Epidermal and vascular basement membrane duplication has also been reported; as the present study did not display these structures in the sections, these findings cannot be compared.7,8

The exact role of the mutated ECM1 protein in lipoid proteinosis is not well known; it is considered an extracellular matrix glycoprotein.3,9 It interacts with several dermal structures, with reports including vascular dermal alterations in the disease, but it is difficult to rule out the possibility that they might be secondary events.10

There are four ECM1variants, which makes it even more difficult to correlate mutations with phenotypes and even more so with ultrastructural changes, since there are few reports on the use of electron microscopy, allowing not only a certain phenotypic variability, but also in the ultrastructural morphology of the deposits. With the investigation of more cases, it may be possible to make these correlations in the future.2

Financial support

None declared.

Authors' contributions

Hiram Larangeira de Almeida Jr: Approval of the final version of the manuscript; study design and planning of the study; drafting and editing of the manuscript; collection, analysis, and interpretation of data; critical review of the literature; critical review of the manuscript.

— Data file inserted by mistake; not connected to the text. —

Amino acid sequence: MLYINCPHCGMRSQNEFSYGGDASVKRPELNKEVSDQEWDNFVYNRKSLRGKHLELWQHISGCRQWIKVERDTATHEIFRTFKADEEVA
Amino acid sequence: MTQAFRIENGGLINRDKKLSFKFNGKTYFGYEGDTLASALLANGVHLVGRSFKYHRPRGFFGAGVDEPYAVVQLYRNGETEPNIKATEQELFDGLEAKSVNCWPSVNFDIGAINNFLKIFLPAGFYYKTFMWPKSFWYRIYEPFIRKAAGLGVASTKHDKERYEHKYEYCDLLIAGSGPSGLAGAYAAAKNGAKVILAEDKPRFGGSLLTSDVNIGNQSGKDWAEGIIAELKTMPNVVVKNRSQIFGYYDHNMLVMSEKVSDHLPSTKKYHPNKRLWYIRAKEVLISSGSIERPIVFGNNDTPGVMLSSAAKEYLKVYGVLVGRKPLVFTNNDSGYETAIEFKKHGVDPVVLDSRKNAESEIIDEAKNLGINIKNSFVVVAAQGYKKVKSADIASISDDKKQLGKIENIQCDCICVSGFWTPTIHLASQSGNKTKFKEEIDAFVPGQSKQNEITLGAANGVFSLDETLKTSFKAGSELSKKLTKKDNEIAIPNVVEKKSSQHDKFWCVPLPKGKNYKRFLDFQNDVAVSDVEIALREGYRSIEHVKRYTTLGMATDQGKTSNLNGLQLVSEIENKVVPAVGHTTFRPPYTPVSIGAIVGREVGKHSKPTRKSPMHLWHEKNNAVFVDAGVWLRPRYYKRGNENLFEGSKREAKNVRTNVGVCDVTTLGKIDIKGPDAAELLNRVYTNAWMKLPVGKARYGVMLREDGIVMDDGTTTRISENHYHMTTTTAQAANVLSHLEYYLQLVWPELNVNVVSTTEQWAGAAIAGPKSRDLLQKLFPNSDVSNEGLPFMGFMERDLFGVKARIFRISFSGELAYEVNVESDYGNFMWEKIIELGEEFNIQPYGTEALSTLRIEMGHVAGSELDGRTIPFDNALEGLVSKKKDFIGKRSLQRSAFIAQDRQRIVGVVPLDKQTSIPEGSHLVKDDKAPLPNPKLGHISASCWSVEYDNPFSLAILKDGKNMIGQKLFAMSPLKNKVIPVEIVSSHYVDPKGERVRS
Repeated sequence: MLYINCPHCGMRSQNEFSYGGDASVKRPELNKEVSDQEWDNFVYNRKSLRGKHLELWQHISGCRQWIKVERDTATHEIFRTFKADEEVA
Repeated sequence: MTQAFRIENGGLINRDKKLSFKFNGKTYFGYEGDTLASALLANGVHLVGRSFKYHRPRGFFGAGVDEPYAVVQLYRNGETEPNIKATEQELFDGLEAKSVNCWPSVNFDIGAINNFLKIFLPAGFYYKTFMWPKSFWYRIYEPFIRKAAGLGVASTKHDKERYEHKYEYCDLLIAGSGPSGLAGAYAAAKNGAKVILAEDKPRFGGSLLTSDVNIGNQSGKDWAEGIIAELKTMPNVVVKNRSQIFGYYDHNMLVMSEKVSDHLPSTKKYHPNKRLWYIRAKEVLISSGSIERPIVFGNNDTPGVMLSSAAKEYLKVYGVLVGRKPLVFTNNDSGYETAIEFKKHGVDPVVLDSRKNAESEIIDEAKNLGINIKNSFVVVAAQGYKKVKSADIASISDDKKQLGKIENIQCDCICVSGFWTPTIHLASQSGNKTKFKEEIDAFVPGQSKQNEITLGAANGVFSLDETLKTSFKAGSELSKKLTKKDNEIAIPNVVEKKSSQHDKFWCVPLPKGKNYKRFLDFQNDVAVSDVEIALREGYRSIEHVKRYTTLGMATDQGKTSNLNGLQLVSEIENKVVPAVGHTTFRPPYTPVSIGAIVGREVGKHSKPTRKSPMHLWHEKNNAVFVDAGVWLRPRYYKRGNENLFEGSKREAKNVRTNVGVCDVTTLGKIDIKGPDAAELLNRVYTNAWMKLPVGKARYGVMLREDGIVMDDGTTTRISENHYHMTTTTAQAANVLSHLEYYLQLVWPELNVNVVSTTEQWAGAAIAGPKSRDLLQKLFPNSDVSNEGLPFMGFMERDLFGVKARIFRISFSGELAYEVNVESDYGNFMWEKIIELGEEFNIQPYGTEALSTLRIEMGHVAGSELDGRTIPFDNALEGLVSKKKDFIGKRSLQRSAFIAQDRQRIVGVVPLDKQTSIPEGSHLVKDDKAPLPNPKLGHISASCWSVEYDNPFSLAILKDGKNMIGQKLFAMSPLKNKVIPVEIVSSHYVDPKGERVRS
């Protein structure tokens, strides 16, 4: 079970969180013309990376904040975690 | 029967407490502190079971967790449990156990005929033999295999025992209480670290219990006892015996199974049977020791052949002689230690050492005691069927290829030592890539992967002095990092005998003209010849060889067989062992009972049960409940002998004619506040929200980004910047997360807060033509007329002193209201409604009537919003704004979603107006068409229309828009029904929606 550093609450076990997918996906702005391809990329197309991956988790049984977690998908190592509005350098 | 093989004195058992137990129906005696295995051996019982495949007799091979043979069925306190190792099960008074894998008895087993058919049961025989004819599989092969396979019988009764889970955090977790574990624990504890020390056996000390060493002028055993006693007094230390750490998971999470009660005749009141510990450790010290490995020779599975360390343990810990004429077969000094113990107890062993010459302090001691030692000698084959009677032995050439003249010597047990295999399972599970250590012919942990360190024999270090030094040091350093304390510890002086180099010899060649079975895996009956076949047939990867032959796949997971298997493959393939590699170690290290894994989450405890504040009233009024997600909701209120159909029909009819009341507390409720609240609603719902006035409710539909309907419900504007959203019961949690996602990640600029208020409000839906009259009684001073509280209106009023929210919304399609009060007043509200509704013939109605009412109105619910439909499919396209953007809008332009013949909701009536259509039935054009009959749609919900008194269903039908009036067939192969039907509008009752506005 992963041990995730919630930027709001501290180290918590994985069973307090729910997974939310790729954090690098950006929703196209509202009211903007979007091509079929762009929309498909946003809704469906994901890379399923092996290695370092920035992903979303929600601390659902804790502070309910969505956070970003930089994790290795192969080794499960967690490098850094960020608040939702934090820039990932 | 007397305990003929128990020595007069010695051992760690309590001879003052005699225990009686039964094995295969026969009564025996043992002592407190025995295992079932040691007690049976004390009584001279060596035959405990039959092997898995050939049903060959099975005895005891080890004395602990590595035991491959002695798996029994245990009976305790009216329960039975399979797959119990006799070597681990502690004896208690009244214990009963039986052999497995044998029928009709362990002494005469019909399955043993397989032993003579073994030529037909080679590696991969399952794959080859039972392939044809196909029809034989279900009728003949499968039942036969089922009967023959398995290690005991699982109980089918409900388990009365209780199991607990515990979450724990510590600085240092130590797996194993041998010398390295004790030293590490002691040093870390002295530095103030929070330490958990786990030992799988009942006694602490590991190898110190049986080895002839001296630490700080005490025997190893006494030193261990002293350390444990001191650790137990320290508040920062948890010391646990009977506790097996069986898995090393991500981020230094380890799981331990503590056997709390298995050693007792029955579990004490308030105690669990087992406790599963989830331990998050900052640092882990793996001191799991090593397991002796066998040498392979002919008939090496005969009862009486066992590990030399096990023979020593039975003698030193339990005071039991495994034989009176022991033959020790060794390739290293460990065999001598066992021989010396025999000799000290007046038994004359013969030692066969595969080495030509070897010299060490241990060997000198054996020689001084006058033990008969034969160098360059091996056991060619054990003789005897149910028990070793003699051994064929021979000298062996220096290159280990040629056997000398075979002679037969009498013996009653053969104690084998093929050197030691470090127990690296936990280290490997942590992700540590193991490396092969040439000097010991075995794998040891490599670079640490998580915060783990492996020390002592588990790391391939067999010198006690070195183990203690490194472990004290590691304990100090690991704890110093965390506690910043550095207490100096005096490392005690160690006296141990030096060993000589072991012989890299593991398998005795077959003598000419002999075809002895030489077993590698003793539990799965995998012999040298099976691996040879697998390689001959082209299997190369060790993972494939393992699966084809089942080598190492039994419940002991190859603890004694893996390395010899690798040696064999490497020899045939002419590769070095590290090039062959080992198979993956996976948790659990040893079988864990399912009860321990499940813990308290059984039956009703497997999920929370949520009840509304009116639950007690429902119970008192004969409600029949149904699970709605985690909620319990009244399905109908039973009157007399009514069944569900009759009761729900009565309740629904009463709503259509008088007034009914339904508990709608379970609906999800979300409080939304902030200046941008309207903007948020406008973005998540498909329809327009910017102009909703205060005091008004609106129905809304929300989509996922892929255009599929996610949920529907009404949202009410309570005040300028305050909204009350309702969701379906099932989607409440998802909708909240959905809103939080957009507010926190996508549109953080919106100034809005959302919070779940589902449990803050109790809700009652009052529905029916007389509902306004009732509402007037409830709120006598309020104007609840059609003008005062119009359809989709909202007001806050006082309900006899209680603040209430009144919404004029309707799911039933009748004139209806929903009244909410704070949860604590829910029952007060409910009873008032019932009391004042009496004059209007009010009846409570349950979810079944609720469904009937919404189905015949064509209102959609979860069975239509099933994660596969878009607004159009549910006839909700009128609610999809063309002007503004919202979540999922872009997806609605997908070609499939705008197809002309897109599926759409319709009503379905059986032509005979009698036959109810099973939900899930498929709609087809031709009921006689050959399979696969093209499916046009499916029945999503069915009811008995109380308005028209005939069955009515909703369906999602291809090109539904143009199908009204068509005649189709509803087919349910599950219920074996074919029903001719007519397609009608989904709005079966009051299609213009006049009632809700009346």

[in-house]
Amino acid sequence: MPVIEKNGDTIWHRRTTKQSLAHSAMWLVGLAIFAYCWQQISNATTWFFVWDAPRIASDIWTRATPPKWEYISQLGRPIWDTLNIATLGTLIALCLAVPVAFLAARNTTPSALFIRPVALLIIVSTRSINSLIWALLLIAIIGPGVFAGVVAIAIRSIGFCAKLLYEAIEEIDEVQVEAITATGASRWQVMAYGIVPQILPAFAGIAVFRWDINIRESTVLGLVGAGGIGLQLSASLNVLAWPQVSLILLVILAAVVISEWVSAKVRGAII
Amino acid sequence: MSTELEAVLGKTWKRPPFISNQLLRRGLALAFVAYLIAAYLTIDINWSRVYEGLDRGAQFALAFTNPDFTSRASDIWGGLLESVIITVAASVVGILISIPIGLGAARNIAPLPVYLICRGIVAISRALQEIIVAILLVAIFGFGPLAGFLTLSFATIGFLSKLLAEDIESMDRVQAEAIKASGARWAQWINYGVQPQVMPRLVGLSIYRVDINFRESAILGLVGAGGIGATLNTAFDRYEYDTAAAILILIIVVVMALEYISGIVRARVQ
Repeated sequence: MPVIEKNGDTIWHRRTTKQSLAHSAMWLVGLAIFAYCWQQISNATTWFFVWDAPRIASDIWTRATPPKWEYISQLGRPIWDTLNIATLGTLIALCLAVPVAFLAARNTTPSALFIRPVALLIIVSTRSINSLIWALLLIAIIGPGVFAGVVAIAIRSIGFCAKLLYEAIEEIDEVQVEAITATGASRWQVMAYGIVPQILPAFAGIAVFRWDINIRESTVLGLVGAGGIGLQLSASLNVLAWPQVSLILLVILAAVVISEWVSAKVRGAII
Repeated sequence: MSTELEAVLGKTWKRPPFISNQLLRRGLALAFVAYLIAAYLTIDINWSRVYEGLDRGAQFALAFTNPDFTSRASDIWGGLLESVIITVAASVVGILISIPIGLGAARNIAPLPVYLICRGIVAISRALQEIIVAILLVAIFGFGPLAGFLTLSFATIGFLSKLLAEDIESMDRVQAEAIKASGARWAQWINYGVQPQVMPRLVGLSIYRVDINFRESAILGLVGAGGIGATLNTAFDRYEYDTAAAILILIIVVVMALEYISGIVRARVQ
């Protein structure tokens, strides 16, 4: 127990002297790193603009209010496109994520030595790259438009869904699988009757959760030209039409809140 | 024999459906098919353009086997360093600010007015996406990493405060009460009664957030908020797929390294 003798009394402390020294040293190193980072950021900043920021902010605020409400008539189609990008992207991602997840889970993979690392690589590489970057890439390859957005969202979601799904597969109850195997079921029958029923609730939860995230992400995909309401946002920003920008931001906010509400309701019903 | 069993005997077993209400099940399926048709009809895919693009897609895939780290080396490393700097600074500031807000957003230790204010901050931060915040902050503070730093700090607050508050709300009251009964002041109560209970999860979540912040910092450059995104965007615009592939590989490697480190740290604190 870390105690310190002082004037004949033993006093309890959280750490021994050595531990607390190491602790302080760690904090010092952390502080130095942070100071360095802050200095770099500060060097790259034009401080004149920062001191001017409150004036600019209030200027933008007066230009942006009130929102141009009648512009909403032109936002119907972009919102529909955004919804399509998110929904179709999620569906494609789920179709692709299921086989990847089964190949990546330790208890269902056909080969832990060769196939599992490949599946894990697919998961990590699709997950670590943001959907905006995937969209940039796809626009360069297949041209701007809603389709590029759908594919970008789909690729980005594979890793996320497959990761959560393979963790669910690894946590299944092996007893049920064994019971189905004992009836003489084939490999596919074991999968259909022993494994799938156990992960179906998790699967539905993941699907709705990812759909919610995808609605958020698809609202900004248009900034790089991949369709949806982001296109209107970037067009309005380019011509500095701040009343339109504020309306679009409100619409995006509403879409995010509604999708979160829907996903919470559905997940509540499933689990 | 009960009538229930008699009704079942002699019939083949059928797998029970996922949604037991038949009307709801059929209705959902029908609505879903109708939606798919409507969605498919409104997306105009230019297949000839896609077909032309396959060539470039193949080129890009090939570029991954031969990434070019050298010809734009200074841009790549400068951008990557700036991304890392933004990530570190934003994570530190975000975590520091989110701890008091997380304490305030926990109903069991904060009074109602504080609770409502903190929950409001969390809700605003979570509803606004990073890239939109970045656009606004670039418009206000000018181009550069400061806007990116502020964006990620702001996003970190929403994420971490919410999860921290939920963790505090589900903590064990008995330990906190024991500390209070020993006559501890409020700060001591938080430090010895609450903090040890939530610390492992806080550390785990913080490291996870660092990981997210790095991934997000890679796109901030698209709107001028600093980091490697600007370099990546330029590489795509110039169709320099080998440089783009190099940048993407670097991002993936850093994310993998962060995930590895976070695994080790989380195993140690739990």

Raphael Goveia Rodeghiero: Approval of the final version of the manuscript; design and planning of the study; drafting and editing of the manuscript; collection, analysis, and interpretation of data; critical review of the literature; critical review of the manuscript.

Patricia Naomi Ando Suzuki: Approval of the final version of the manuscript; design and planning of the study; drafting and editing of the manuscript; collection, analysis, and interpretation of data; critical review of the literature; critical review of the manuscript.

Marília Marufuji Ogawa: Approval of the final version of the manuscript; design and planning of the study; drafting and editing of the manuscript; collection, analysis, and interpretation of data; critical review of the literature; critical review of the manuscript.

Conflicts of interest

None declared.

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How to cite this article: Almeida Jr HL, Rodeghiero RG, Susuki PN, Ogawa MM. Ultrastructural aspects of the skin in lipoid proteinosis (Urbach-Wiethe disease). An Bras Dermatol. 2021;96:730–4.

Study conducted at the Post-Graduation in Health and Behavior, Universidade Católica de Pelotas and Department of Dermatology, Universidade Federal de Pelotas, Pelotas, RS, Brazil.